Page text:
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November 10. 2012 9:10PM

Gail Fisher's Dog Tracks: Hurricane Sandy dramatizes the need for disaster planning for pets


 

When you read this, it will be nearly two weeks since Sandy struck the East Coast. I have relatives in New York, New Jersey and Connecticut. Fortunately, they're fine. A close friend has family in Toms River, N.J. She described the horror of walking out of their house that first post-Sandy day and seeing an alien landscape - nothing was familiar. Even after a week, they still had no power, no gas and not much aid available to help restore some semblance of normalcy.

Even nearly eight years since Hurricane Katrina drove home the importance of preparing for worst-case scenarios, few imagined how truly worst-case this mega-storm would be. Fortunately, we in New Hampshire live far from areas most often and hardest hit by hurricanes, tornadoes, tsunamis, mudslides and earthquakes, so it's easy to feel relatively safe - at least from the most common major natural disasters.

The reality is, however, that we're not immune. In the past few years, we've experienced torrential rains wreaking havoc on the western parts of the state and a deadly tornado in central New Hampshire. Just last Halloween, we had the "Snow-tober" storm. Four years ago, we had a huge ice storm just before Christmas that knocked out power for nearly two weeks for some, And fire is a year-round danger.

It's only been six months since I wrote about emergency preparedness, but my hope is that by reprising this information in the wake of a truly horrific disaster for so many, you will take action and do something rather than "plan to do it someday."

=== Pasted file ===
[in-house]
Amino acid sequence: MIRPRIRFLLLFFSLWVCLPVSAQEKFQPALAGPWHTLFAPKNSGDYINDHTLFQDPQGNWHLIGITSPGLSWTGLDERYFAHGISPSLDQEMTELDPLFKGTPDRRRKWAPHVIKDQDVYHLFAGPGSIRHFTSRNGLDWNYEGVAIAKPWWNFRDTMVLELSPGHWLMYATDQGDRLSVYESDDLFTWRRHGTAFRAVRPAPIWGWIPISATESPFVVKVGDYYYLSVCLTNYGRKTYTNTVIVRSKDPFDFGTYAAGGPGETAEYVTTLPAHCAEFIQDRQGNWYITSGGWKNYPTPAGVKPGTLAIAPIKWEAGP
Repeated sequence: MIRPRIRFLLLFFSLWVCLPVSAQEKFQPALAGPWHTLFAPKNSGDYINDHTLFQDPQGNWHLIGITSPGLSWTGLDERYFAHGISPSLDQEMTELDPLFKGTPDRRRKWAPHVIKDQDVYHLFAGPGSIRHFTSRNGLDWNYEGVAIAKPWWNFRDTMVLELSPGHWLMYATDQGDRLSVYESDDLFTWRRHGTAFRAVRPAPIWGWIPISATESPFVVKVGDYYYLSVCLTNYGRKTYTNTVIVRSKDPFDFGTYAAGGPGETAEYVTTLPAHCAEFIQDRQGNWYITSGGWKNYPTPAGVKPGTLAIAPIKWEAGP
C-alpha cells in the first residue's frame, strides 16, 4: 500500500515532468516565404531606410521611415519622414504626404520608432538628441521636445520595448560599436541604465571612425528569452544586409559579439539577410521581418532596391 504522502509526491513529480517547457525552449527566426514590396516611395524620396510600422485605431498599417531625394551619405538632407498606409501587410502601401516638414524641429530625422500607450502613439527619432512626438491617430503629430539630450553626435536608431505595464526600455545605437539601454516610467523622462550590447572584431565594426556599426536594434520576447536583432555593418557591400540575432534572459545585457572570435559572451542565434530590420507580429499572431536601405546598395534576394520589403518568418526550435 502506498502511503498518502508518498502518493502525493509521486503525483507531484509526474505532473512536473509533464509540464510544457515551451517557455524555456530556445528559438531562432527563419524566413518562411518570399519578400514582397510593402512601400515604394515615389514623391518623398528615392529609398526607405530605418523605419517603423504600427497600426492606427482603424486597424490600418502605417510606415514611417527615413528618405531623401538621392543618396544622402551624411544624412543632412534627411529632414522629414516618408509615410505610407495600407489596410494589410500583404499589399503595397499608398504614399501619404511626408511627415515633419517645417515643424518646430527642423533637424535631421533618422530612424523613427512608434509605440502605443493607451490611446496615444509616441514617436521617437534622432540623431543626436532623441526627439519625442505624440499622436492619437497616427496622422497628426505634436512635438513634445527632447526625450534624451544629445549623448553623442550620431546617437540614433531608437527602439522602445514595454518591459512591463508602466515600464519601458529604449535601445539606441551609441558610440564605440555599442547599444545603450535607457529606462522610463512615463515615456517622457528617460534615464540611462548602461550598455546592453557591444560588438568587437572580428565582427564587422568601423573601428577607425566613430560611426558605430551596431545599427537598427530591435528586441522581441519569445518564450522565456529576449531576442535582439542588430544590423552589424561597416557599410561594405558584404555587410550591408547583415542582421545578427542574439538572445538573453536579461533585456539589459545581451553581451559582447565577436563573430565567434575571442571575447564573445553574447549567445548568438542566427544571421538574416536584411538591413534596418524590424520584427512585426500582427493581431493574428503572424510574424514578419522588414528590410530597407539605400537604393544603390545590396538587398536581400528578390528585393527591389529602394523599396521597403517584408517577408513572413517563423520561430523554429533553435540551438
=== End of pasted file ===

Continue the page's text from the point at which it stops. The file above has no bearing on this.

I am not a worst-case-scenario person, but events like Sandy remind us how important it is to have disaster and evacuation plans for our families, including our pets. What if someone knocked on your door and told you that you had to leave ... right now! What would you do? Could you use your car? Could you take all your pets? What if the roads were impassible? What if you had to take only what you could carry and walk away?

A number of organizations' websites provide information about disaster preparedness plans, including the HSUS, ASPCA and FEMA sites just to name a few. Noah's Wish (www.noahswish.org) has a series of checklists to help people prepare. It starts with considering what disasters might happen where we live or work, pointing out that no one is exempt. In addition to such universal disasters as wildfires or house fires, the world has changed, so we all need to think about a terrorist attack.

I doubt there is a pet owner who hasn't thought about the tragic dilemma faced by someone who has to be rescued by a boat or helicopter and is forced to abandon his pets. If prior planning can eliminate the chance of being faced with such a horrifying choice, it's worth spending a few minutes writing up an evacuation plan, discussing it with your family and reviewing it together at least once a year, such as on your pet's birthday, or on Sept. 11th, a date no one will forget.

The most important consideration has to be the lives of the humans in the family. But with prior planning, your pets' safety and well-being can be planned for, too. Next week I'll offer some specific ideas to help you plan ahead, along with suggestions for your pet's disaster supply kit.

Gail Fisher, author of "The Thinking Dog," runs All Dogs Gym & Inn in Manchester. To suggest a column topic, email gail@alldogsgym.com or write c/o All Dogs Gym & Inn, 505 Sheffield Road, Manchester, NH 03103. Past columns on her website.


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